Dr. Susan Rice
Assistant Secretary of State for African Affairs
Bureau of African Affairs
Room 6234, Department of State
2201 C Street NW
Washington, D.C. 20520
Dear Secretary Rice:
NIGERIA'S NIGER DELTA CRISIS:
MISREPRESENTATION OF FACTS AND HISTORY
IN ITSEKIRI LETTER TO THE U. S. DEPARTMENT OF STATE
The Urhobo National Forum is an organization of persons who claim descent from Urhobo, one of the major ethnic groups in Nigeria's western Niger Delta. The Forum works for the welfare of Urhoboland and for the benefit of the region in which our native land is implicated. It also speaks on behalf of Urhobo interests in those cases where we are satisfied that they are endangered. We have naturally closely followed events in the western Niger Delta, including the inter-ethnic conflict between Itsekiri and Ijaw, our immediate ethnic neighbors. We recently saw a disturbing document on this conflict published by an Itsekiri organization, based in the United States, in the world wide web on June 3, 1999. Mysteriously entitled "Meeting at State Department," it is the text of a letter that the aristocratic club "Ugbajo Itsekiri USA Incorporated" sent to you and the U.S. Department of State.
What makes the publication of this document especially significant is that it was part of a week-long media campaign by the Itsekiri establishment against the Ijaw and, eventually, the Urhobo. In the working week that began Monday, May 31, 1999, and ended on Friday, June 4, 1999, a new body called "Itsekiri Survival Movement" unleashed an awesome campaign against the Ijaw. By the end of that week the Itsekiri accusations had extended to the Urhobo. The handlers of this professionally-managed and apparently well-financed project released important documents on a daily basis. We have listed these releases in a separate paper which we will be sending to you along with this one. It was on the fourth day of that very effective campaign that the Itsekiri establishment released the letter addressed to you and the U.S. Department of State by Ugbajo Itsekiri.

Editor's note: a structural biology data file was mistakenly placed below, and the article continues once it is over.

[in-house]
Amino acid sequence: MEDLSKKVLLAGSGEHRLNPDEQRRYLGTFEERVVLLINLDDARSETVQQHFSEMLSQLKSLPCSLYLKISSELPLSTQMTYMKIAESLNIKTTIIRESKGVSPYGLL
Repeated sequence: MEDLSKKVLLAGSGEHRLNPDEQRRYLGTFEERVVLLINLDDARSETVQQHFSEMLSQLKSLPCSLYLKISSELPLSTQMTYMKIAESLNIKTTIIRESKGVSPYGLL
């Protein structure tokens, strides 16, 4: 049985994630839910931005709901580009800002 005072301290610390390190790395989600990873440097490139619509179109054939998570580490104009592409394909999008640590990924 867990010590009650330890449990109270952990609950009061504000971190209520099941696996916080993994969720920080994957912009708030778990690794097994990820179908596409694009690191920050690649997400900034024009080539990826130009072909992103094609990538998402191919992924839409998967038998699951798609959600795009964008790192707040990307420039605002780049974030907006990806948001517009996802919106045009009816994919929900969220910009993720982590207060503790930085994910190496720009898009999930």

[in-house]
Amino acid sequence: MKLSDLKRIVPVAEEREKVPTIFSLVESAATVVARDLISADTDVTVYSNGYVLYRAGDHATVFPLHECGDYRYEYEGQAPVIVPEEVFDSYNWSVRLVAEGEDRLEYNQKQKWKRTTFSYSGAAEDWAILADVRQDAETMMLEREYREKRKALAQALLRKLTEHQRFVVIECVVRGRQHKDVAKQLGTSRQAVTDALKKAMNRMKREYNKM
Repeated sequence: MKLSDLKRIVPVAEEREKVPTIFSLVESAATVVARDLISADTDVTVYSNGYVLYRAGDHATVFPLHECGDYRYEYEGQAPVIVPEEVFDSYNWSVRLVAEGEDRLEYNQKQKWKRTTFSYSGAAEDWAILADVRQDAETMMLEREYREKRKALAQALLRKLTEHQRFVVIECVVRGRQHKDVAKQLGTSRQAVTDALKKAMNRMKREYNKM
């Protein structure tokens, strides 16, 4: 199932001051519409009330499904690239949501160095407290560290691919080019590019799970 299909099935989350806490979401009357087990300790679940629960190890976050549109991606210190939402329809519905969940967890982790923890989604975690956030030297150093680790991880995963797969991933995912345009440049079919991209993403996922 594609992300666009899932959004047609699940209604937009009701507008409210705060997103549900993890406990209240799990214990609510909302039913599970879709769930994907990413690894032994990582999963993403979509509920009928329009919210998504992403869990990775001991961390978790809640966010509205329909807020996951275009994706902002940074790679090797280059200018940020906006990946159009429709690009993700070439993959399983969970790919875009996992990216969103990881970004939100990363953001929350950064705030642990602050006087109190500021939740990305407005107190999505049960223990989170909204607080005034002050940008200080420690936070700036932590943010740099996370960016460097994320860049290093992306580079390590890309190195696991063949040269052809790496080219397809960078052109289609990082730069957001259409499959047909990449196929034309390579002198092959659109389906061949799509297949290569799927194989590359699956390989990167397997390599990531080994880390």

The letter was dated March 16, 1999. It does not say whether it was handed over to you or to your assistants at this mysterious "Meeting at the State Department." However, the text of the letter was extensively circulated throughout the enormous range of the world wide web networks of Nigerian media in North America and Europe. In substance, it claims "genocidal rampage" by the Ijaws, without mentioning that these new "demons" have been the Itsekiri's peaceful neighbors for millennia. It accused the former Military Administrator of the Delta State of disobeying orders from Sani Abacha's government and thus giving an unauthorized local government to the Ijaw. The Ugbajo Itsekiri boasted that the Itsekiri aristocracy "invited the attention of the FGN [Federal Military Government of Nigeria] to the anomaly. Rightly, the FGN ordered Col. Dungs to implement" what the Itsekiri wanted! This aristocratic club then denounced the human rights community: "strangely, all the multifarious human-rights organizations have signally failed to condemn even in one word the unprovoked Ijaw aggression and pogrom against Itsekiris." A copy of the letter as it was circulated in one of the world wide web networks is attached.